Vanessa Beecroft. The antinomies of desire


Among the most recognized and disruptive international contemporary artists, Vanessa Beecroft (Genoa, 1969) is a devotee of the image and ambiguity that stimulates limmagination. Let us explore her work.

In Vanessa Beecroft’s birth year, 1969, U.S. artist Sol LeWitt signed a foundational thought for the dynamics of the contemporary: “no form is ever inherently superior to the other, the art that succeeds changes the way we understand conventions by altering our perceptions.” As much as it appears to be an acquired concept today, it was revolutionary for that generation to conceive unibridation between the arts and to open up to the synergistic and multichannel conformation of works. To be considered among the founders of Conceptual Art, LeWitt chose to work for a good while in Italy; while Beecroft was training in the Academies of Genoa and Milan from there to become an innovator in theoretical-conceptual performance art and, at her exploit, move to the United States. Both favored by this cultural and public mixing, the two authors are certainly distant in their eras, practices and intentions. But Beecroft’s work can be juxtaposed with LeWitt’s for some skillful insights and choices of field that introduce her: the debt to the Renaissance, the geometrization of vision, the centrality in the search for the module-model, the seriality of production as well as the attitude-affirmation of her own role as an artist as a creator of choral projects, as the head of a company in her name capable of an ongoing and profitable multidisciplinary exchange.

Beecroft is among those pioneering artists making their debut in the 1990s who opened the new millennium to a new feminine through impactful experiences, both for the art world and the mass audience. Artists aware of historical and contemporary languages, of the power of women and the representational power of the media, able to exploit their fascination and draw their criticality. A very timely interpreter of her time, reverent of art history and the evolution of knowledge in the construction of the image, she immediately found a natural focus on the representation of the body, plural identity, alienated desire and her own form of persuasive despression, working in the close adjacencies of fashion and showbiz.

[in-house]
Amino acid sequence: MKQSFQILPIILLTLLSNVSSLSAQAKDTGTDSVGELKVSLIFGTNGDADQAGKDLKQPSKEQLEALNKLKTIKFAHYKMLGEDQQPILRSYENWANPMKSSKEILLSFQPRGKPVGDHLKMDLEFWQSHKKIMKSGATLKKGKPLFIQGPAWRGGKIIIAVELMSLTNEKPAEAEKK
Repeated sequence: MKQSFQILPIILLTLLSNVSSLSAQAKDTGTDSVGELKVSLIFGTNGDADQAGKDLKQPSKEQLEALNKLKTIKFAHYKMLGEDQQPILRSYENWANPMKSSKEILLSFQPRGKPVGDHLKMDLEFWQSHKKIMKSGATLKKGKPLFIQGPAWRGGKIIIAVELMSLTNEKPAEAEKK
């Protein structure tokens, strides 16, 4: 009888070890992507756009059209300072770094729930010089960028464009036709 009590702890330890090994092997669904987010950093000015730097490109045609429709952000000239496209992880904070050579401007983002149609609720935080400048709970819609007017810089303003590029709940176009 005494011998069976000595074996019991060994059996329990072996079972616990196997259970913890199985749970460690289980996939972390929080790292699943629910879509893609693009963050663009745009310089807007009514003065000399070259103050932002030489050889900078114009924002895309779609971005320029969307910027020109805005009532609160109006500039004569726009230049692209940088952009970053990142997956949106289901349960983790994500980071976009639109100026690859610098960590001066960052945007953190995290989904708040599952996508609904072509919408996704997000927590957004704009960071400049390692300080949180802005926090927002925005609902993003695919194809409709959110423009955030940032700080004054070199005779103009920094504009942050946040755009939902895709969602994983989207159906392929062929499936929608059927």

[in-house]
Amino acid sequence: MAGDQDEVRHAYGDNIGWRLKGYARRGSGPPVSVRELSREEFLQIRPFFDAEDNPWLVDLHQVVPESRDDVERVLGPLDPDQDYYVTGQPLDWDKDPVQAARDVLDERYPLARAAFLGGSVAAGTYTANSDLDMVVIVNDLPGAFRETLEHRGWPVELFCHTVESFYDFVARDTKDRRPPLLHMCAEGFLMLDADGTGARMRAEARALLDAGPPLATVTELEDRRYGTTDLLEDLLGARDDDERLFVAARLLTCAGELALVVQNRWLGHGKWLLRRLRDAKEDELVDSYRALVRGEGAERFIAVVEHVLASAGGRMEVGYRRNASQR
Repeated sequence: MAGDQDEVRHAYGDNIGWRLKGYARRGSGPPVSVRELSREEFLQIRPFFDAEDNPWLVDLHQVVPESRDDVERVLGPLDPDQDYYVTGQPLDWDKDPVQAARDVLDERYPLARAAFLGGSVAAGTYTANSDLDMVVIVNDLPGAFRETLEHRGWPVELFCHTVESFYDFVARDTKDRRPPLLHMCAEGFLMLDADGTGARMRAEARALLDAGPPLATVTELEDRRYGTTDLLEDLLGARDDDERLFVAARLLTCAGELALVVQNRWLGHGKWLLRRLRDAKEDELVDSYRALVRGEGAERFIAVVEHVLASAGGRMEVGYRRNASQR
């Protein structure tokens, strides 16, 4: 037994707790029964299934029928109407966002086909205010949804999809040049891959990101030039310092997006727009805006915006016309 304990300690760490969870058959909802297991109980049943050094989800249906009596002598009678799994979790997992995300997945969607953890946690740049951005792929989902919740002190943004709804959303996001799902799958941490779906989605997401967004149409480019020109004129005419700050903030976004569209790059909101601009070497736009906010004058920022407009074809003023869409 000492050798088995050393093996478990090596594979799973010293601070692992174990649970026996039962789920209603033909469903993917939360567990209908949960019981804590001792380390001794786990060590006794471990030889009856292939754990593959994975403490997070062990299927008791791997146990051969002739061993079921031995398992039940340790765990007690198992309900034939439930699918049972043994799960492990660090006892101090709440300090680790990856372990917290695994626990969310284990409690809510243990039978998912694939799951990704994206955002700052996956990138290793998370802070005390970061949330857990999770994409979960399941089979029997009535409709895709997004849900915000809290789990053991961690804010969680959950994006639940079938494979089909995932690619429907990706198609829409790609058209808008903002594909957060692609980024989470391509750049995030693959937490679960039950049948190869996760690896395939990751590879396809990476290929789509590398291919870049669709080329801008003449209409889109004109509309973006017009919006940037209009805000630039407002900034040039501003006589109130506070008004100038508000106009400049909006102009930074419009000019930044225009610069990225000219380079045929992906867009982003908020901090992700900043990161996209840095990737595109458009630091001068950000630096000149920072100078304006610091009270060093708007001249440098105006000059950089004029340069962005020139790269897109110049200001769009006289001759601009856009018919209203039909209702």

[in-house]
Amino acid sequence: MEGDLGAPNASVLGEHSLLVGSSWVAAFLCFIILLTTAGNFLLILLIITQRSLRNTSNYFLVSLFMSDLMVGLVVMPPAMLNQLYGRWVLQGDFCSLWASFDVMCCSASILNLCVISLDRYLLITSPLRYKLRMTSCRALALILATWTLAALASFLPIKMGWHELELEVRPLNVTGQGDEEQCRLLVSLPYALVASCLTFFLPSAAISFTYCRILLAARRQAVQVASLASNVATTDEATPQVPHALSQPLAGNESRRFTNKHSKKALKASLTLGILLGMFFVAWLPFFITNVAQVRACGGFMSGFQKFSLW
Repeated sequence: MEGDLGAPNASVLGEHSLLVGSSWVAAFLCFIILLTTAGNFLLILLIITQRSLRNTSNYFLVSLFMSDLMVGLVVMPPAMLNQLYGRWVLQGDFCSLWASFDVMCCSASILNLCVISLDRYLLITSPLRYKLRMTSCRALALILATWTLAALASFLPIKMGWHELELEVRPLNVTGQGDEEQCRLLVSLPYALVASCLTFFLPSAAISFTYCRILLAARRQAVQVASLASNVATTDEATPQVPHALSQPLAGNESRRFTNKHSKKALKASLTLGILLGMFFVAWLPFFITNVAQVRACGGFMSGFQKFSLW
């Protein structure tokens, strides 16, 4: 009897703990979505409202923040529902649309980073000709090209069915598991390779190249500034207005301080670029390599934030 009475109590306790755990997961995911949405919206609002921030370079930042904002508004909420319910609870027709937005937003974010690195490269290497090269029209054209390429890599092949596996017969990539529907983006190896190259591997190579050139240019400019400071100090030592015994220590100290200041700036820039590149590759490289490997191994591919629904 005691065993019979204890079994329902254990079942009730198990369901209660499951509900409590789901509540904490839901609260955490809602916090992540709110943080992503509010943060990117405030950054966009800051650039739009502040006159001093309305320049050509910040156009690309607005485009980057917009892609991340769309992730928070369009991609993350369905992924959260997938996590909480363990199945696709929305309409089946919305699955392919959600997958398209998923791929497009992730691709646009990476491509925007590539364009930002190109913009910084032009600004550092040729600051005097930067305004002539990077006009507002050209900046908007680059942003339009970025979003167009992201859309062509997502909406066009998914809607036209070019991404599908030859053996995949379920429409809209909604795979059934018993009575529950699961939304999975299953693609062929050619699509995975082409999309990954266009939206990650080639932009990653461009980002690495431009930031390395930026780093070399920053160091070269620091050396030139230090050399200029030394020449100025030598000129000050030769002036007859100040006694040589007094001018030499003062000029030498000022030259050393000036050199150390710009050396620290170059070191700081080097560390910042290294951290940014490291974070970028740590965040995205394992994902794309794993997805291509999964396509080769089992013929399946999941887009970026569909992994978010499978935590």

Vanessa Beecroft, VBSS.02 (autoritratto) (2006; stampa digitale, 230,8 x 177,8 cm; Coriano, Fondazione San Patrignano)
Vanessa Beecroft, VBSS.02 (self-portrait) (2006; digital print, 230.8 x 177.8 cm; Coriano, Fondazione San Patrignano)
Vanessa Beecroft, VB26 (performance alla Galleria Lia Rumma, Napoli, 1997; stampa digitale; Bologna, MAMbo - Museo d?Arte Moderna di Bologna)
Vanessa Beecroft, VB26 (performance at Lia Rumma Gallery, Naples, 1997; digital print; Bologna, MAMbo - Museo dArte Moderna di Bologna)
Vanessa Beecroft, VB47 (performance alla Collezione Peggy Guggenheim di Venezia, 2001)
Vanessa Beecroft, VB47 (performance at the Peggy Guggenheim Collection in Venice, 2001)
Vanessa Beecroft, VB60 (performance allo spazio Shinsegae di Seul, 2007; stampa digitale)
Vanessa Beecroft, VB60 (performance at the Shinsegae space in Seoul, 2007; digital print)

It was precisely in those 1990s that the fashion industry was consolidated and big brands entered as a subject as much in artistic operations as in the organization and promotion of art, contributing to that phenomenon of hybridization between the value of the unique piece and multiples, art collections and fashion collections. Limmaginario Beecroft will be disruptive, critical and criticized since her first exhibition in 1993, but after more than twenty-five years of influence she continues to respond to the conviction that in order to break free from patterns one must make use of them and overturn them.